At the end of the day, dabbing can be risky. “The only true way to mitigate these effects is the avoidance of dabs,” Dr. Sonpal says, adding that more research needs to be done to full understand the effects of THC and other cannabinoids on the body. “When it comes to dabs, it is just simply too hard to moderate as the concentrations are very very high.” Moderation and safety is key, Dr. Sonpal says, which is sound advice no matter the activity.
“This can lead to other concerns besides the increased THC exposure, namely intense burns and even fires,” Dr. Sonpal says.
To give you a sense of how strong dabs are, two nicknames for dabs are “shatter” and “pot on steroids.” Dr. Dustin Sulak, a licensed osteopathic physician in Maine who legally dispenses marijuana, told Healthline, “A single inhalation of concentrate delivers the THC and other cannabinoids equivalent to three to 10 inhalations of herbal cannabis, depending on the potency.” The danger lies in the fact that doing dabs slams your system with this concentrated high in one fell swoop.
Other than the traditional act of smoking marijuana, these days, users can vape, bake edibles, and use topicals or tonics to get high in states where THC consumption is legal. Body lotion and chapstick with cannabidiol (CBD) exist, too, to deliver purported relaxing effects without the high. But not all methods of getting stoned are as good as others. In fact, there are some that might be outright dangerous. Ever heard of dabbing?
“This is because the cannabinoid receptors are saturated by the increased concentrations and thus your next intake will be more difficult to achieve the same high,” Dr. Sonpal says. “In other words, patients will need large amounts to feel any high at all and, even worse, they may fail to get high from herbal cannabis at all after your body gets used to dabs.”
“The number one reason amongst users of dabs of why they prefer to regular marijuana inhalation is because it gives them a faster more intense euphoria or ‘high,'” Dr. Niket Sonpal, an internist, gastroenterologist, and adjunct assistant professor of clinical medicine at Touro College, tells Bustle. “It carries the same risks as smoking, only more pronounced, and the effects can happen quicker.”
This post was originally published on August 3, 2016. It was updated on June 11, 2019.
Readers should note that the regulations and data surrounding marijuana, CBD, and other related products are still developing. As such, the information contained in this post should not be construed as medical or legal advice. Always consult with your doctor before trying any substance or supplement.
Not only is the primary user subject to getting injured by using butane to turn marijuana into dabs, but they also run the risk of starting a fire. In November 2013, a man caused an explosion in his apartment building while using butane to extract dabs, and was ultimately sentenced to nine years in prison.
Other than the traditional act of smoking marijuana, these days, users can vape, bake edibles, and use topicals or tonics to get high in states where THC consumption is legal. Body lotion and chapstick with cannabidiol (CBD) exist, too, to deliverвЂ¦
Dabs—also referred to as wax, shatter, amber, honeycomb, or budder—are concentrated versions of butane hash oil (BHO) which contains highly-concentrated levels of THC. This concentrated substance is produced through a chemical process using butane oil to extract the oils from the cannabis.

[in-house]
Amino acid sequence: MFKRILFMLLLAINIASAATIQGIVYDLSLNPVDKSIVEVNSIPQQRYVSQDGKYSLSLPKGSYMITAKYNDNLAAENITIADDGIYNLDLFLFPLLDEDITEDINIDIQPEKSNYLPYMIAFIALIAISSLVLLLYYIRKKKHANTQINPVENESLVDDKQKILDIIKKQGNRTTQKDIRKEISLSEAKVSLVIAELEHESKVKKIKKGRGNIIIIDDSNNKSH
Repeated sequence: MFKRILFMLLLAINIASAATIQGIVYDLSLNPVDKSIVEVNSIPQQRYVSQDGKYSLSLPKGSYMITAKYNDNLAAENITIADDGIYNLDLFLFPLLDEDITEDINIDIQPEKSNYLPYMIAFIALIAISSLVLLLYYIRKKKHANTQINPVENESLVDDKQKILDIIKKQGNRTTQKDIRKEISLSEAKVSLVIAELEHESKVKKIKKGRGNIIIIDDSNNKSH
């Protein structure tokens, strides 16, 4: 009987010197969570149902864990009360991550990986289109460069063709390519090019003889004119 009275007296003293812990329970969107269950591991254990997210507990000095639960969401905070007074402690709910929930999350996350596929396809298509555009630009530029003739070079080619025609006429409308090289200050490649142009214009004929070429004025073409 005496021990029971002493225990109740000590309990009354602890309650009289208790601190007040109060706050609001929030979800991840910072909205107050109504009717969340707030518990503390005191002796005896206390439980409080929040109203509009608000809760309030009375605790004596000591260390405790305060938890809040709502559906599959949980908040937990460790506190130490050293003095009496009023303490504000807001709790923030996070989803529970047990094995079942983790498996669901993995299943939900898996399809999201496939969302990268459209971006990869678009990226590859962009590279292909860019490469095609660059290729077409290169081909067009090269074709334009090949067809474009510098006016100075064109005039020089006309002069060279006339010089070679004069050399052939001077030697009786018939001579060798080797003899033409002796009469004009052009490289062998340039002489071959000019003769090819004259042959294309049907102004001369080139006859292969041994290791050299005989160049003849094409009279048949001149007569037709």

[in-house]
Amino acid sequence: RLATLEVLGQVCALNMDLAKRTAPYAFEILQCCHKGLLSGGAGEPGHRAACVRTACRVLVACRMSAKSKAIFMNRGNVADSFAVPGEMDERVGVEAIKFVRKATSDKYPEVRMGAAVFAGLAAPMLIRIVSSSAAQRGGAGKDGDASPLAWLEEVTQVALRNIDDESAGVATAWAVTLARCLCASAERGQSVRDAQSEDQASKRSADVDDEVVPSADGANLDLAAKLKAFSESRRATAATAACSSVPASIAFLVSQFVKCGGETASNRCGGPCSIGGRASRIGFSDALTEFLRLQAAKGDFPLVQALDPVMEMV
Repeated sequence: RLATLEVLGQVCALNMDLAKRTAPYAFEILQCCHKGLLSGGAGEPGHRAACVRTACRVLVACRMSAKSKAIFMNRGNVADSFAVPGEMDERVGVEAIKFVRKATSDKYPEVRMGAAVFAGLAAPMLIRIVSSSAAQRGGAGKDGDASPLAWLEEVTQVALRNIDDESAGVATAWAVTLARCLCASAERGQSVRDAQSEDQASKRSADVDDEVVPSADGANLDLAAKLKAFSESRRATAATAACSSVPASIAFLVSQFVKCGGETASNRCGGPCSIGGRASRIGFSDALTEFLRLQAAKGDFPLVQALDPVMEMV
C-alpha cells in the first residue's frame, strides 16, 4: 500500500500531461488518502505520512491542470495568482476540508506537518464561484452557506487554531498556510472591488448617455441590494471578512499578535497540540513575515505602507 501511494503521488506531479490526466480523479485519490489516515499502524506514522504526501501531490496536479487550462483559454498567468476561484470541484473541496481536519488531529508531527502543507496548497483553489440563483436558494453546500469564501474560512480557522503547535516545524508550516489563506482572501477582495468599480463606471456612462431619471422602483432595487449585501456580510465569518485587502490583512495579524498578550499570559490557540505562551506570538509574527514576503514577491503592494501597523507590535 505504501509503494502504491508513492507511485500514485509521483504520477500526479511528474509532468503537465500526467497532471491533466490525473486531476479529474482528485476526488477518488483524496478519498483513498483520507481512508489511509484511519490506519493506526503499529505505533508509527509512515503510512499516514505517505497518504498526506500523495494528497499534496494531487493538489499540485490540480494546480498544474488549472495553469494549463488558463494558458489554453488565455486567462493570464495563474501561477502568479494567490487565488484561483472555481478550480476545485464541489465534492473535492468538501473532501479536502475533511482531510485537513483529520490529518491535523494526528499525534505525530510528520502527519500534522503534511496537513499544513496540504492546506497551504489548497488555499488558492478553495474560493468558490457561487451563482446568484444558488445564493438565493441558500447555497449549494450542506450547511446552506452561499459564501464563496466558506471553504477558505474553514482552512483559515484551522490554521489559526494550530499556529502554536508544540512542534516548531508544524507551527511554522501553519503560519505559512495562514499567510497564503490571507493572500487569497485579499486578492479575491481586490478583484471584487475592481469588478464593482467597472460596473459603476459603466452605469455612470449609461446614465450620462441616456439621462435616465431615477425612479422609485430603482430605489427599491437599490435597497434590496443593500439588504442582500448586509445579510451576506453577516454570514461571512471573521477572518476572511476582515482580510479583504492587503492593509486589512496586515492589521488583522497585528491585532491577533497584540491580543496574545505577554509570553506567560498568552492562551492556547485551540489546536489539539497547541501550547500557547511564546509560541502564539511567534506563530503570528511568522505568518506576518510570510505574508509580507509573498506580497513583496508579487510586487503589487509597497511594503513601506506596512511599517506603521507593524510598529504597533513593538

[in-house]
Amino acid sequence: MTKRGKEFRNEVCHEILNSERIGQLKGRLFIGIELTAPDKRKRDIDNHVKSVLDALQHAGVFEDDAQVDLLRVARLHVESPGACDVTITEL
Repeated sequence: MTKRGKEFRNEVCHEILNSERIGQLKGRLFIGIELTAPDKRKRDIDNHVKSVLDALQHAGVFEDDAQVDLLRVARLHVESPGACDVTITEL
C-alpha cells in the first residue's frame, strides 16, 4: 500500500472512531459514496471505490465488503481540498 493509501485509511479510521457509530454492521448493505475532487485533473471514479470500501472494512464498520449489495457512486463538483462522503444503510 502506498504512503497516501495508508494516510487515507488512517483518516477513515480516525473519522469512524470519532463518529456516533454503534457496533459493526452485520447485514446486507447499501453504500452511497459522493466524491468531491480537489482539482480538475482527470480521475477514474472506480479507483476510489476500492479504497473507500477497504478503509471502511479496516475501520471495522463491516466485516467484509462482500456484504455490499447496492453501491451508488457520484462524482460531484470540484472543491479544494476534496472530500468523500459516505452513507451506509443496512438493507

John C. Umhau, MD, MPH, CPE is board-certified in addiction medicine and preventative medicine. He is the medical director at Alcohol Recovery Medicine.
Meanwhile, a study conducted by researchers at Portland State University, found that dabbing also may expose users to elevated levels of toxins including carcinogenic compounds. What the scientists found is that the higher the temperature the substance is exposed to, the more carcinogens, toxins, and potential irritants that are produced.
Although the process of dabbing is not new, it is growing in popularity in the United States. Scientists attribute this growth to the commercial production of medical marijuana and the legalization of it in numerous states. Both of these factors have led to an increase in instructional videos online as well as a greater social media presence. Consequently, it is becoming more and more popular.
Another danger with dabbing is the fact that making hash oil is one of the riskiest aspects of dabbing. Keep in mind that dabs are made by blasting butane (or lighter fluid) through the marijuana plant. It is highly flammable and unstable. So, adding heat to a substance like this is extremely dangerous.
In marijuana culture, dabbing refers to the dangerous process of consuming high concentrations of tetrahydrocannabinol (THC), the psychoactive chemical found in marijuana. And yet despite the dangers associated with the practice, it is growing in popularity, especially among teens.
Research suggests that dabs or BHO can have a THC concentration of 80% in comparison to traditional cannabis, which has a concentration of about 10-15% THC. In fact, at a minimum dabs are as much as four times as strong as a joint. Plus, people who dab experience an intense high all at once rather than it gradually building over time.
The bottom line is that dabbing is a potentially dangerous process that comes with real risks to a person’s health and overall well-being. It also is very appealing to teens and young adults.
The dab is placed on an attached “nail” and a blow torch is used to heat the wax, which produces a vapor that can be inhaled. This type of ingestion means the effects of dabbing are felt immediately.
Dabbing releases dangerous levels of THC into the body producing an extreme high, but the process is very dangerous. Find out why.